New Year’s Resolution: Bear Fruit

7-9 When crowds of people came out for baptism because it was the popular thing to do, John exploded: “Brood of snakes! What do you think you’re doing slithering down here to the river? Do you think a little water on your snakeskins is going to deflect God’s judgment? It’s your life that must change, not your skin. And don’t think you can pull rank by claiming Abraham as ‘father.’ Being a child of Abraham is neither here nor there—children of Abraham are a dime a dozen. God can make children from stones if he wants. What counts is your life. Is it green and blossoming? Because if it’s deadwood, it goes on the fire.”

10 The crowd asked him, “Then what are we supposed to do?”

11 “If you have two coats, give one away,” he said. “Do the same with your food.”

12 Tax men also came to be baptized and said, “Teacher, what should we do?”

13 He told them, “No more extortion—collect only what is required by law.”

14 Soldiers asked him, “And what should we do?”

He told them, “No shakedowns, no blackmail—and be content with your rations.”

15 The interest of the people by now was building. They were all beginning to wonder, “Could this John be the Messiah?”

16-17 But John intervened: “I’m baptizing you here in the river. The main character in this drama, to whom I’m a mere stagehand, will ignite the kingdom life, a fire, the Holy Spirit within you, changing you from the inside out. He’s going to clean house—make a clean sweep of your lives. He’ll place everything true in its proper place before God; everything false he’ll put out with the trash to be burned.”

18-20 There was a lot more of this—words that gave strength to the people, words that put heart in them. The Message! But Herod, the ruler, stung by John’s rebuke in the matter of Herodias, his brother Philip’s wife, capped his long string of evil deeds with this outrage: He put John in jail.  (Luke 3:7-18  The Message (MSG) Copyright © 1993, 1994, 1995, 1996, 2000, 2001, 2002 by Eugene H. Peterson)

Brood of snakes?  Really?  That’s how he grew his ministry, by calling people snakes and vipers?

John wouldn’t last ten minutes in the 21st century.

Or would he?

His words are speaking to me right now.

Did you notice the question each group asked was, “What should we do?”  They made no excuses for their career choices.  The tax collectors and soldiers who received a paycheck with the Emperor’s signature on it made no attempt to justify their situation.  “How can we possibly bear fruit when we work in such a difficult environment?” is a question not voiced.

What should we do?  John provides practical, doable advice: 1) remain in their jobs and do it better and 2) be model fruit bearers by dropping the bully tactics.

Eliab, the tax collector, and his wife left the Jordan that afternoon deep in conversation about John’s proclamation.  By the time they arrived home Mrs. Eliab announced that the new kitchen he has promised her seemed empty of joy.  They agreed to no more extortion.  Eliab would do his job fairly and equitably.  Mrs. Eliab was considering ways to help out some neighbors out who were close to losing their property.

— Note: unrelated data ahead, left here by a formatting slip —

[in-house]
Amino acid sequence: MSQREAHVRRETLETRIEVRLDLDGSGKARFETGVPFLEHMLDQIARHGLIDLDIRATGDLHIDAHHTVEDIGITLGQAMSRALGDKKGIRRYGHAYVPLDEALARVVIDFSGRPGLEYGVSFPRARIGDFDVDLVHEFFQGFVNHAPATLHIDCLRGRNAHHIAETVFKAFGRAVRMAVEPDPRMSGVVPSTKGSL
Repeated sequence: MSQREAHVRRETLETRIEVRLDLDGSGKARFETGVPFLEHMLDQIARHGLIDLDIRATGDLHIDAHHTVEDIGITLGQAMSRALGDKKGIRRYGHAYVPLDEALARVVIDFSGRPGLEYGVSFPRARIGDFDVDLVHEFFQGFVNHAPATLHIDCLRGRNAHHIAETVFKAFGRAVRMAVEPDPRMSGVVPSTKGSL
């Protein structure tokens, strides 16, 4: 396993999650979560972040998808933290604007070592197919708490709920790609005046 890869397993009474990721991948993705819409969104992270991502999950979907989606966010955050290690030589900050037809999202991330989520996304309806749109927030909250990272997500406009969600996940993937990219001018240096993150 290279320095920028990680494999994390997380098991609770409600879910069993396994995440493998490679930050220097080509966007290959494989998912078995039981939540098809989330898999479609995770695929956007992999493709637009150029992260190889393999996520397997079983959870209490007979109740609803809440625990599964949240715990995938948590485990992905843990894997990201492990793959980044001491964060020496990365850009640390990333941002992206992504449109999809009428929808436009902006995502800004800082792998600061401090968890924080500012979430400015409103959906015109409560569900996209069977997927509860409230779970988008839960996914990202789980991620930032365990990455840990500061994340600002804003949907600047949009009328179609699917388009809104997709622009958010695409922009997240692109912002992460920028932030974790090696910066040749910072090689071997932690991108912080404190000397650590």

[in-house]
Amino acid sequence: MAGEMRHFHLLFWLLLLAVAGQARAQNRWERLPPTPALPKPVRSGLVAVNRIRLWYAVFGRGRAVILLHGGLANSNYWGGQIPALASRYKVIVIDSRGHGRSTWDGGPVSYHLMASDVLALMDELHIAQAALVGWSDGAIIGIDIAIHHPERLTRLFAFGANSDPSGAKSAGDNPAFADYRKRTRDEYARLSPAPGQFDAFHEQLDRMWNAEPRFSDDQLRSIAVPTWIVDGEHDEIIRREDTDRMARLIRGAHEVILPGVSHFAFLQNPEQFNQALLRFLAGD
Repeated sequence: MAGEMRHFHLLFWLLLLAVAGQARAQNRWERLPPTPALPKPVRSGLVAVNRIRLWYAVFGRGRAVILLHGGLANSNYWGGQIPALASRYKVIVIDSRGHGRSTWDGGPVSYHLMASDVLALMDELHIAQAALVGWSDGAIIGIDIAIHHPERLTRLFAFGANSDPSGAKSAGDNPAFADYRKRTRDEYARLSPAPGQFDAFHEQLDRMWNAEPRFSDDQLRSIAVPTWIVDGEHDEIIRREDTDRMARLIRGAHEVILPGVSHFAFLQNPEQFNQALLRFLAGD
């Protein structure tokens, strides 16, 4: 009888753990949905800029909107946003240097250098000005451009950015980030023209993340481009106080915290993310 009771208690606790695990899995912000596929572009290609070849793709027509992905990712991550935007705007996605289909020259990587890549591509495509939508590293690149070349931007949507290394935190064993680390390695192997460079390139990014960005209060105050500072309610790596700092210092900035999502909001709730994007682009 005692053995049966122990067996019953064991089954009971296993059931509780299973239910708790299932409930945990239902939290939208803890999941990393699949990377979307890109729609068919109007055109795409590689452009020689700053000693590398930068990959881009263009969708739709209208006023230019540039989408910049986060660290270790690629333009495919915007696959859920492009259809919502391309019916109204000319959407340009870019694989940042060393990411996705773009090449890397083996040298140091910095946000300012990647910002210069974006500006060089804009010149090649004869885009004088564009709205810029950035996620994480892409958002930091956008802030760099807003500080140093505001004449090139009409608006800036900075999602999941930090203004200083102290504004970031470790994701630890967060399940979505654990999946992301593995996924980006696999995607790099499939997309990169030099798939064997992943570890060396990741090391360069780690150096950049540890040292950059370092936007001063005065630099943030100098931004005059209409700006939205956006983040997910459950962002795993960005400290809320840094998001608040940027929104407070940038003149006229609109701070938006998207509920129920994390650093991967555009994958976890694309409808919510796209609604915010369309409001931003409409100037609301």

Julius Maximus was a Roman soldier who was good at his job.  He could march 20 miles a day in full armor and help set up camp in the evening without breaking a sweat.  He was a strong and talented member of Rome’s elite army.  Many years after he heard John’s words, his reputation had become one of being fair to Jews.  The Roman command knew him to be able to keep peace in any city they posted him in.  The reason: he treated them well and commanded respect by his actions.  He rose in rank quickly in the Roman army.

Bloom where  you are planted.  Bloom and bear fruit right where you are.  We don’t have to give everything up and move to a convent or a monastery.  Few of us are called out of our lives to serve in other places.  We can make the biggest difference in the place where we know the most about the situation and the job description.

I suspect that most of you, dear readers, are doing just that.  You’re treating those who cross your path with respect.  Bullying isn’t in your DNA and power plays aren’t necessary.  You navigate your world with confidence, earning respect and doing the right thing daily.  I trust that you share your extra coats and food with those in need.  And you probably write checks to charities and the church.

In this season of Advent I have challenged us to think about our lives and our spiritual needs for this new year we’ve entered.  In addition to shopping and parties, what are you hungry for?  In this season of high expectations, what do you anticipate that matters the most to you?  What do you hope for?

In this season of Advent, we greet the Christ child again.  Will we greet him again as if it’s the very first time?  Or is his arrival the same as in years past with little to speak for himself?  Will we allow the child to point out our favoritism and collusion in the world?  Do we have the courage to listen to and study his words in order to hear his call to generous and just living?

That’s my resolution.  What’s yours?

All glory and honor be to God.

Amen.

 

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